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The Movie: Hideaway (1995)

I’ve read two novels by Dean Koontz, Watchers and Ticktock. The former was pretty fun – the movie version was a tad disappointing but fine – and the latter was so wacky that I figured it was out of character for the author. I mention this because I don’t know if Koontz has a strong fan following (clearly enough to keep publishing) and I don’t want to seem like I’m ragging on the guy when I talk about this movie. Because Hideaway is easily the worst film I’ve covered for this column so far.

The concept isn’t a bad one: a guy flatlines and comes back with some supernatural abilities. Not original but plenty of room to play with that idea. And Jeff Goldblum is said flatliner? (Oops, did I vaguely reference a better movie with a similar idea?!?) This had me hooked. And then the movie happened.

So, the prologue has an evil Jeremy Sisto murdering his mom and sister and then sacrificing himself to Stereotype Satan. You know, he kills himself at an altar filled with candles and shit bought from the Pyramid Collection and there’s a solitary pentagram drawn on the wall? That’s Stereotype Satan shit. Well, he crosses over to the other side and sees “Hell.” Ugh, I’m going to have a lot of tangents with this flick. So, Hideaway‘s versions of Heaven and Hell are non-descript fractal-esque imagery that is either bright white or scaaaaary red. Since Sisto did some devil stuff and killed his family, he gets sent to scaaaaary red place courtesy of some downright hateful CGI.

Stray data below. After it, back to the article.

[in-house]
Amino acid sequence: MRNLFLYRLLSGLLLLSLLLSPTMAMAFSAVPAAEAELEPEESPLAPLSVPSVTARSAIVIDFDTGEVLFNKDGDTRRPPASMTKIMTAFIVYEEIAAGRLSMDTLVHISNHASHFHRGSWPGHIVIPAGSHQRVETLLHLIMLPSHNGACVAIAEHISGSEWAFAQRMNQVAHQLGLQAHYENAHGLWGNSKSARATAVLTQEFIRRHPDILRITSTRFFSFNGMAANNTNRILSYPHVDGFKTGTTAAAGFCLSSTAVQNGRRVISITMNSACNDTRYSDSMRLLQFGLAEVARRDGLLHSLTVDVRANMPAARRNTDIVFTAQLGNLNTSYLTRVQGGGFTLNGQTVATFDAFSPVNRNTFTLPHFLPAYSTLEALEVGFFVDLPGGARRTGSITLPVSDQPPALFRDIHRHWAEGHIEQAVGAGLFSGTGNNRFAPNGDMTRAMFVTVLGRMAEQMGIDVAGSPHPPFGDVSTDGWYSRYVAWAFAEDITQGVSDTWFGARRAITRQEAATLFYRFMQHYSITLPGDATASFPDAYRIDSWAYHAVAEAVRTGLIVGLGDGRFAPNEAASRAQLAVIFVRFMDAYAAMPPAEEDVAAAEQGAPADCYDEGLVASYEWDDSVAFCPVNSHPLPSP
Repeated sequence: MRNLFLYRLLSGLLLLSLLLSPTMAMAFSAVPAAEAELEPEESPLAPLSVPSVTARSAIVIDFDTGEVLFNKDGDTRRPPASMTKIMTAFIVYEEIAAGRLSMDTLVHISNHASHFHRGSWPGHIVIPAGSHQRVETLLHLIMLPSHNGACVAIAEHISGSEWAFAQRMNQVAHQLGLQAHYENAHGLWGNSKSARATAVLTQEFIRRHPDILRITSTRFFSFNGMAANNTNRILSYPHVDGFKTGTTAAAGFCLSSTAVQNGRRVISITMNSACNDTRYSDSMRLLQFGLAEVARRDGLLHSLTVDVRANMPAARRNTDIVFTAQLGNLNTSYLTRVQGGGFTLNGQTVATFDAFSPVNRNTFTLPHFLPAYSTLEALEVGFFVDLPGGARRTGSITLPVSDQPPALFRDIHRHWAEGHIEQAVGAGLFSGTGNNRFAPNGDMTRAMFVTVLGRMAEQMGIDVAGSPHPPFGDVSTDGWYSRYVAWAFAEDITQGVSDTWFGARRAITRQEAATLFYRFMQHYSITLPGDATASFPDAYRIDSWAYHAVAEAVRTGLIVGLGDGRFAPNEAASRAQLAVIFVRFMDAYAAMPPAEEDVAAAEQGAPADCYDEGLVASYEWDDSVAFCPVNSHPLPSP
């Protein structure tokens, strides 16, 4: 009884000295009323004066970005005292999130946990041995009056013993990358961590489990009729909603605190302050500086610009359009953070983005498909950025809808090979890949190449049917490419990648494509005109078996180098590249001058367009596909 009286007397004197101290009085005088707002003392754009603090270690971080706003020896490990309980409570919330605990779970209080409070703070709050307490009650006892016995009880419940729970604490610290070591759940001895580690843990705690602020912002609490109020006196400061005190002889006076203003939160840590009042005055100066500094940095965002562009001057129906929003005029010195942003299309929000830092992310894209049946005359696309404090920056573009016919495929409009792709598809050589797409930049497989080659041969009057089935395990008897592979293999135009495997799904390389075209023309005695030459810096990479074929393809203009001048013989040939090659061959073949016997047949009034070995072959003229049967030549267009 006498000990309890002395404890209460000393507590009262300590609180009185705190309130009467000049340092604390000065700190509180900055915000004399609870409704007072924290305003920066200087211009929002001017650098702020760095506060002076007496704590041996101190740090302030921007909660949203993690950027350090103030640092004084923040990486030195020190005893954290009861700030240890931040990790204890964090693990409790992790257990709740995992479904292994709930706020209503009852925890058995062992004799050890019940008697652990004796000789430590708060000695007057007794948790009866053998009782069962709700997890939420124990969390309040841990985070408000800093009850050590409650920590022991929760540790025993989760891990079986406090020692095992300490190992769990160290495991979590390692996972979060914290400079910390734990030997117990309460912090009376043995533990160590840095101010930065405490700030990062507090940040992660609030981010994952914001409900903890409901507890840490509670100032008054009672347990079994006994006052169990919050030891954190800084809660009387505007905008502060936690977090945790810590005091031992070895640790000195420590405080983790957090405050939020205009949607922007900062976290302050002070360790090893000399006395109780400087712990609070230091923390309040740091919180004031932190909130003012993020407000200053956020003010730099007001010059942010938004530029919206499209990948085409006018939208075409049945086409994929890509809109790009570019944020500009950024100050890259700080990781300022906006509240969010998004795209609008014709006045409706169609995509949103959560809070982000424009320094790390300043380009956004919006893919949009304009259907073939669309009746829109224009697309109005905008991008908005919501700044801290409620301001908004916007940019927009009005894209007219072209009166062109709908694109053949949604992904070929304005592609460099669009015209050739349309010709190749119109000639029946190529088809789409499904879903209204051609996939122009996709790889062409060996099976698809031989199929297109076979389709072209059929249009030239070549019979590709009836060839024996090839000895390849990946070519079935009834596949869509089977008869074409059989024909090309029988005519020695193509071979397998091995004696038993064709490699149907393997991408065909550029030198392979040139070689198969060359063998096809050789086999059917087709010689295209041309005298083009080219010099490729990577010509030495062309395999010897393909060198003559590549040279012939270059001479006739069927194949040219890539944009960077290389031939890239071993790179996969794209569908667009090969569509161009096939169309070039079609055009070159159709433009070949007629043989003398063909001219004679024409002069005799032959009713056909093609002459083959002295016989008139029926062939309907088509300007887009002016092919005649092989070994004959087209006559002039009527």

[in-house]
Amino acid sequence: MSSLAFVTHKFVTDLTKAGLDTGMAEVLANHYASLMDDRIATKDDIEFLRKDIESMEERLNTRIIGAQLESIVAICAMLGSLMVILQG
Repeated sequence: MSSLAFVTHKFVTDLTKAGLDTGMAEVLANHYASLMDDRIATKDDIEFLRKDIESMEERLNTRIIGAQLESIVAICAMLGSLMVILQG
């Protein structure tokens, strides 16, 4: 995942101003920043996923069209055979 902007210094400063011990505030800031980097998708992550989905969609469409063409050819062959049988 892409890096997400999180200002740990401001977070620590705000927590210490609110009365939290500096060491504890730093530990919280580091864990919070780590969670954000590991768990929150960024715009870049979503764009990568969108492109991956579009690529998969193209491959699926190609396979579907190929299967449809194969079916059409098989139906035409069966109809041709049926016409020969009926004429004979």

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“Jesus wept.” 

At some other point, Jeff Goldblum’s character Hatch (…Hatch) gets in a car crash, dies and is revived. When he comes back, he starts to have visions of himself murdering women. Oh! So he’s been possessed somehow by Sisto’s spirit and is being used to commit murders? Like Sisto can use Hatch’s body as a… hideaway? That could be interesting… oh no, that’s not what’s happening. Turns out Sisto was also revived by the same doctor that saved Hatch (Fucking. Hatch.) who turns out to be Sisto’s dad played by Alfred Molina. So the two of them share some kind of psychic connection. There are some other rules to their connection – if Hatch hurts himself he can see where Sisto is, and he can also heal quickly – but it doesn’t really matter.

The movie is such a slog, especially once we know what’s going on and the film has to play out the same scenario like three times. It goes like this: Hatch has a bad dream where a woman gets killed. That’s it. almost a third of the movie is filled by repeating this exact same sequence. We hardly gain any new information each time it happens and it feels like the worst kind of filler. There aren’t even any fun kills or cool set pieces to liven things up. Add to the mix that Sisto’s villain is the bad kind of cartoony – thinly written and without a shred of believable humanity – and we can’t fall back on a good horror villain either. At least we get to see what it would have looked like if Jeff Goldblum was cast in The Matrix.

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“Have you ever heard of squiddy politics?”

Full disclosure: I couldn’t even finish this movie. I fell asleep during the last ten minutes and didn’t have the inclination to rewind and watch what I missed. This was one of the toughest films I’ve endured recently and I just sat through Dreamcatcher. Hopefully, the next flick I do will be better.

Is It Worth Mentioning?: Not in the least. It’s the very definition of forgettable.

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